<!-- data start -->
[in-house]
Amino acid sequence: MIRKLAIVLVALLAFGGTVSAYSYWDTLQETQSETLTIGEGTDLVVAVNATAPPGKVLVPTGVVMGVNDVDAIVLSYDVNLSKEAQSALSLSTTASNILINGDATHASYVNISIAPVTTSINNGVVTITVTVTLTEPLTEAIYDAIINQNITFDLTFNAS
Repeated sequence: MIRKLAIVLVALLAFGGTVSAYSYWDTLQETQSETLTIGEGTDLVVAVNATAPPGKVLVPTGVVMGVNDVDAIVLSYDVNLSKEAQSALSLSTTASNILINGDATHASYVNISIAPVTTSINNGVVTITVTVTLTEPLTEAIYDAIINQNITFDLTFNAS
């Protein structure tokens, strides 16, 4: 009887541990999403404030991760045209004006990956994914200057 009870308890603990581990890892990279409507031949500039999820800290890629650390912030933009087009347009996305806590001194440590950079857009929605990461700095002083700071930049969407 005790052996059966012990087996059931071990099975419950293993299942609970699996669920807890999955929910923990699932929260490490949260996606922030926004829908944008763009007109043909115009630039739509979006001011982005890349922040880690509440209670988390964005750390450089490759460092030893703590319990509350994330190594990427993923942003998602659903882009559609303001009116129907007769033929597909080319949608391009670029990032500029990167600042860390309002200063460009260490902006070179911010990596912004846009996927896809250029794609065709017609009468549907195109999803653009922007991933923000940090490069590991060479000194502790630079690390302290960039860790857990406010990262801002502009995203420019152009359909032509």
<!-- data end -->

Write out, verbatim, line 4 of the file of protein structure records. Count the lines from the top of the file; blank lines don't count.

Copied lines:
């Protein structure tokens, strides 16, 4: 009887541990999403404030991760045209004006990956994914200057 009870308890603990581990890892990279409507031949500039999820800290890629650390912030933009087009347009996305806590001194440590950079857009929605990461700095002083700071930049969407 005790052996059966012990087996059931071990099975419950293993299942609970699996669920807890999955929910923990699932929260490490949260996606922030926004829908944008763009007109043909115009630039739509979006001011982005890349922040880690509440209670988390964005750390450089490759460092030893703590319990509350994330190594990427993923942003998602659903882009559609303001009116129907007769033929597909080319949608391009670029990032500029990167600042860390309002200063460009260490902006070179911010990596912004846009996927896809250029794609065709017609009468549907195109999803653009922007991933923000940090490069590991060479000194502790630079690390302290960039860790857990406010990262801002502009995203420019152009359909032509």